Young, Asian American, and Christian 

UC Berkeley is home to some of the brightest young minds in the country. And many of them are increasingly drawn to evangelical Christianity.

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Sunny Zhao, a senior who grew up in China, was taught in school that there is no God, and she thought anyone who believed otherwise was superstitious. But at Cal, a friend invited her to join the Kairos fellowship. She took Course 101, and during winter retreat she learned that in order to enter the Kingdom of God, she needed to be Born Again. "Grades are not important compared to Jesus dying on the cross," she said.

Jennifer Dong says she's "thankful I no longer have to place my life's worth in how well I do in school."

But the acceptance also comes with feelings of unworthiness for some.

Senior Cindy Wu said she picked business as her major because of its competitive academic environment. But her roommate told her that God doesn't expect you to be perfect. Wu said she is still "learning to love God and accept his love without feeling guilty."

Yan Hui Zeng grew up atheist in China. "Jesus Christ died on the cross, but what did I do in return?" she asked. "It's time for me to return to God as a prodigal daughter."

Don't let studying get in God's way

Even non-believers might understand the attraction of Acts2Fellowship's Friday night Bible study session. It's part concert, part stand-up comedy, part lecture, and part therapy session. And everyone's incredibly friendly.

Before it began, as this Korean-American reporter sat alone, it only took a few minutes before several young women introduced themselves and asked my name, year, or who I was friends with. Even after learning I was not a co-ed but a reporter, they were eager to find out more and share their stories.

Two Korean-American students told of how they rebelled against their Christian upbringing as teenagers, but felt free to choose Christianity for themselves at Cal. Another said that her family initially feared her coming to liberal Berkeley would corrupt her morals, but that, upon arriving, she found it wasn't difficult to find like-minded conservative Christians like herself. All spoke of finding Acts2Fellowship through friends or roommates.

By the time it began, the 429-capacity room was nearly full.

They started the evening singing contemporary Christian rock songs with reaffirming titles such as "Salvation Is Here," "Everlasting God," and "You Are God Alone." The Korean-American pastor, dressed in blue jeans and a V-neck sweater, led the students in song with his acoustic guitar, flanked by a student band and backup singers. Hear the sound of the generations, making loud their freedom song, they sang, clapping their hands and swaying back and forth, reading lyrics displayed on a screen with images of floating clouds and sunsets. On a nearby wall hung a giant poster of the Periodic Table of Elements.

When the pastor began his lecture, the students dug in their backpacks bringing out notebooks and Bibles. He reminded them of the key verse of the year: Philippians 3:8. "Did anyone memorize it yet?" he asked.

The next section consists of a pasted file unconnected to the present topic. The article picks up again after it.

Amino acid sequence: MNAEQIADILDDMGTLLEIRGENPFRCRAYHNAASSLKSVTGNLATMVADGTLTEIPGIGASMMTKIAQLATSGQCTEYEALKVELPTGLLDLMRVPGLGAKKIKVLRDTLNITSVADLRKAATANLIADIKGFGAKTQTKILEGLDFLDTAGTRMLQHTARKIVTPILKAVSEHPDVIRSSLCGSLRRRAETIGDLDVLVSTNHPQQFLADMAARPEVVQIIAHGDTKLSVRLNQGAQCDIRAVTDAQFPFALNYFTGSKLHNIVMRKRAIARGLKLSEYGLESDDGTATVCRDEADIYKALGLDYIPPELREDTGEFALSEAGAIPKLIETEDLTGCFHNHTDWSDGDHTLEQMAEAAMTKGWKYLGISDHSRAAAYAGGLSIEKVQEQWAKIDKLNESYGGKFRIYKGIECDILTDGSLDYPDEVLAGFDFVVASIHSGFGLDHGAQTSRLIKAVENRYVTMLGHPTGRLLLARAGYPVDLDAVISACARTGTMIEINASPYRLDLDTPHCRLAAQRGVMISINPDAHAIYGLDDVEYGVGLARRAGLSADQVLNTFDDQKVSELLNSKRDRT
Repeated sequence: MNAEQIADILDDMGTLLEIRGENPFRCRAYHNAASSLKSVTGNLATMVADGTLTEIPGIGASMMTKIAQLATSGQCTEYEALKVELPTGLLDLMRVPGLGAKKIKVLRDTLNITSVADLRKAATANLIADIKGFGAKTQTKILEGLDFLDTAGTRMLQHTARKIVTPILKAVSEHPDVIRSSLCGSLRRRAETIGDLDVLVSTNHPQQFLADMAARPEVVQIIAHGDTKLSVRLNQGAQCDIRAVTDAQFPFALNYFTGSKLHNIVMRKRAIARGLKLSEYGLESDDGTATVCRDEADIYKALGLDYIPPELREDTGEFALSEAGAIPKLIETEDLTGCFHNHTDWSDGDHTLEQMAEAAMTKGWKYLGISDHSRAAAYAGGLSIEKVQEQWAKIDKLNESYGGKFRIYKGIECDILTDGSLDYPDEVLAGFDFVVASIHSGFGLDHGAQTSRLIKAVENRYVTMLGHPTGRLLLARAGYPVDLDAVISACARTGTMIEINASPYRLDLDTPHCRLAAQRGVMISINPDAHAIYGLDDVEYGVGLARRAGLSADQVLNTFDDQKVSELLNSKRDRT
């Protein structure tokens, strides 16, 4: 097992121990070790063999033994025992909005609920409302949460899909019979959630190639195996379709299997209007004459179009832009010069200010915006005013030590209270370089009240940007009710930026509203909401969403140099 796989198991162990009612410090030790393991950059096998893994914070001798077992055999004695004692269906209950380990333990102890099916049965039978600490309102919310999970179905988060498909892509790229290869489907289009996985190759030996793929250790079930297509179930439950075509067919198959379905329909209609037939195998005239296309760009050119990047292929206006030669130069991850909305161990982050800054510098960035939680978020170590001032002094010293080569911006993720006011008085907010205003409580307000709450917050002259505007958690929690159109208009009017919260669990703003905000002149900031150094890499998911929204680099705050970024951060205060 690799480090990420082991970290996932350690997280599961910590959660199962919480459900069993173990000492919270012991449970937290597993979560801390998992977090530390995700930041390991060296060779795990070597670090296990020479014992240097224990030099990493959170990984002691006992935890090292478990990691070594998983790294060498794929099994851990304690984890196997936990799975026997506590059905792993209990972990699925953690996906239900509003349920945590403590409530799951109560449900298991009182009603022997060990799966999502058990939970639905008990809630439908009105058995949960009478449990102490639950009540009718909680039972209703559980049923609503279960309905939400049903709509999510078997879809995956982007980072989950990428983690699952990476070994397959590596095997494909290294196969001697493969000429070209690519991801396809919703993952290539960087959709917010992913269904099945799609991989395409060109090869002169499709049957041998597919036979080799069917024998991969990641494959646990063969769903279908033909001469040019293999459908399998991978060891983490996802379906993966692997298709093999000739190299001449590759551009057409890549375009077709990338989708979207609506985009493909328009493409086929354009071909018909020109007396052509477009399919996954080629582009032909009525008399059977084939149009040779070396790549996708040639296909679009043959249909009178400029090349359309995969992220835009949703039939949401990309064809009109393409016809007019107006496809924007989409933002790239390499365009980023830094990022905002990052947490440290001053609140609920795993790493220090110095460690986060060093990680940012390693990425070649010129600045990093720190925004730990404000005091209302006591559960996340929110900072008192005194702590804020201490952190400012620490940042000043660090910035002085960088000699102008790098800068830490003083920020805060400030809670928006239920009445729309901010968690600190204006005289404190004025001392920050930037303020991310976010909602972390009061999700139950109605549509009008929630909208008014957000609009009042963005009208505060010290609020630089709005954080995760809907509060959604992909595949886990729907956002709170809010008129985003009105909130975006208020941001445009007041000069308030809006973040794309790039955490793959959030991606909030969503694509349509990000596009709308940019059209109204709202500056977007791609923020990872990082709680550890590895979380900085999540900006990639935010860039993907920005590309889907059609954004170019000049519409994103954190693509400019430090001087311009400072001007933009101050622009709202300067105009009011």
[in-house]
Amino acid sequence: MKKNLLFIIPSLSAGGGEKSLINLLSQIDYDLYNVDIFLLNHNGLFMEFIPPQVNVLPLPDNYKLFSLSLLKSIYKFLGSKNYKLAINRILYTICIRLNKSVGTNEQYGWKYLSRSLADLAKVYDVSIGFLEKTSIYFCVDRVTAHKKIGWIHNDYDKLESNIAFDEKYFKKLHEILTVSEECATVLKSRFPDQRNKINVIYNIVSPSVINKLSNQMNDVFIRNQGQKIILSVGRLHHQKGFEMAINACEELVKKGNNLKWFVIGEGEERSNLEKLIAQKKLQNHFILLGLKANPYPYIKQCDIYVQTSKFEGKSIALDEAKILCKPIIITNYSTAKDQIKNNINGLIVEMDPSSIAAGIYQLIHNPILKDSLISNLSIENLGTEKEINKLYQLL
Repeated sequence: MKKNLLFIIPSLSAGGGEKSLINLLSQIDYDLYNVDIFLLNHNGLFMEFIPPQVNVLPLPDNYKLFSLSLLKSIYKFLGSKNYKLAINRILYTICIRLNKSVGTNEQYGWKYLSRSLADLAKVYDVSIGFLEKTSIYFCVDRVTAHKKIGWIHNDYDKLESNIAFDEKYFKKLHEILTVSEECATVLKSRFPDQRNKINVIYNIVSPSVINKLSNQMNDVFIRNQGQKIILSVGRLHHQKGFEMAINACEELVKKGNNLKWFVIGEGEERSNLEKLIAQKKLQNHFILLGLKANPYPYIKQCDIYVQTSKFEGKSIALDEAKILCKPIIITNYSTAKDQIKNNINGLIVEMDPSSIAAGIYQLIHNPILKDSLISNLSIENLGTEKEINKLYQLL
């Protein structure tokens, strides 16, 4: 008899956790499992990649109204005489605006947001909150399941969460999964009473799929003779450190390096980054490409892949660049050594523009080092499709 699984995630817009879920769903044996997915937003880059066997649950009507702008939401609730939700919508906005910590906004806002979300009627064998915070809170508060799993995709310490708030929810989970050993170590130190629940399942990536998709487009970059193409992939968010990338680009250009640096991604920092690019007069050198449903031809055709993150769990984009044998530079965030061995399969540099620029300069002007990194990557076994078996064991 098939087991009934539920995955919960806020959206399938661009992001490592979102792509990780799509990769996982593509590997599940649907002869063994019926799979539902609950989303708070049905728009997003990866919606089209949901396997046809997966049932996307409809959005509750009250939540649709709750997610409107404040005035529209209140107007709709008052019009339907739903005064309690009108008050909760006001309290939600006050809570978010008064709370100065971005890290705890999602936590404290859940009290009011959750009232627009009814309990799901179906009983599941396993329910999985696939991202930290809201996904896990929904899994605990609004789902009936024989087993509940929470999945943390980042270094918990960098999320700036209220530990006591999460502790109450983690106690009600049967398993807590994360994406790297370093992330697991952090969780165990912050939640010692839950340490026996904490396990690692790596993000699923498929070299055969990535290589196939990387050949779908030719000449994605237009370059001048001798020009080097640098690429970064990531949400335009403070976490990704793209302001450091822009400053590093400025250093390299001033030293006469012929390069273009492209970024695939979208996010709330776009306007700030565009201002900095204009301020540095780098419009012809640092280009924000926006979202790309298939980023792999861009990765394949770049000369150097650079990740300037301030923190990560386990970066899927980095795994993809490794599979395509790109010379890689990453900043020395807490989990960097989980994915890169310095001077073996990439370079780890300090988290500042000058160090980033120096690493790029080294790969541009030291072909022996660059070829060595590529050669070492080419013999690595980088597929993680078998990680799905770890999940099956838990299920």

A few raised their hands. He called out the first name of a male student sitting toward the back, joking about his engineering major. The student stood and recited the passage from memory: "What is more, I consider everything a loss compared to the surpassing greatness of knowing Christ Jesus my Lord, for whose sake I have lost all things. I consider them rubbish, that I may gain Christ."

"It's impossible to earn our way to heaven," the pastor told the students, as they jotted down notes. "The only way to heaven is through the cross of Jesus Christ."

Interspersed throughout his explanation of the passage, the pastor kept things lively by relating things to students' cultural experiences. He likened the Apostle Paul to the "guy in the Korean newspaper" who "your mom points out, who goes to Harbard," he said, laying on a thick Korean-mom accent. Later, he compared God's power to that of Gandalf in Lord of the Rings, when the white-haired wizard releases King Theoden from the spell of the evil wizard Saruman. "God releases you and you can be healed," he said.

Then he got serious again. "What is life all about?" he asked. "The one thing that's certain about everyone's life here is that we're all going to die. We're all sinners, and we're all going to die and face our God one day." He acknowledged that this might sound harsh to some. "I'm not trying to be a morbid prophet, I'm not trying to scare you," he continued, adding, "Shouldn't we try to find a way to salvation?"

One way to achieve that, the pastor said, is by not letting too much studying get in the way of your faith.

"We have to evaluate the worthiness of your goals," he said. "I'm not saying to drop out of school. But if you place a high value on these things that lead you away from God, that's foolish. Those things don't last. Wouldn't it be better to make an eternal difference? You'll have an eternal relationship with God and can give that to others."

Later, he clarified his motive: "My goal wasn't to get people to stop studying," he said. "Some people have a hard time seeing that. ... I'm trying to get them at balance. As Christians we should do our best at workplaces and at school, but GPA isn't everything."

In his talk, he assigned the students a goal: "To get to know Jesus a little more this year than I did last year." Knowing God isn't about intellectual knowledge, he said. You can't know God by Googling, he added, but rather through experiential and personal knowledge.

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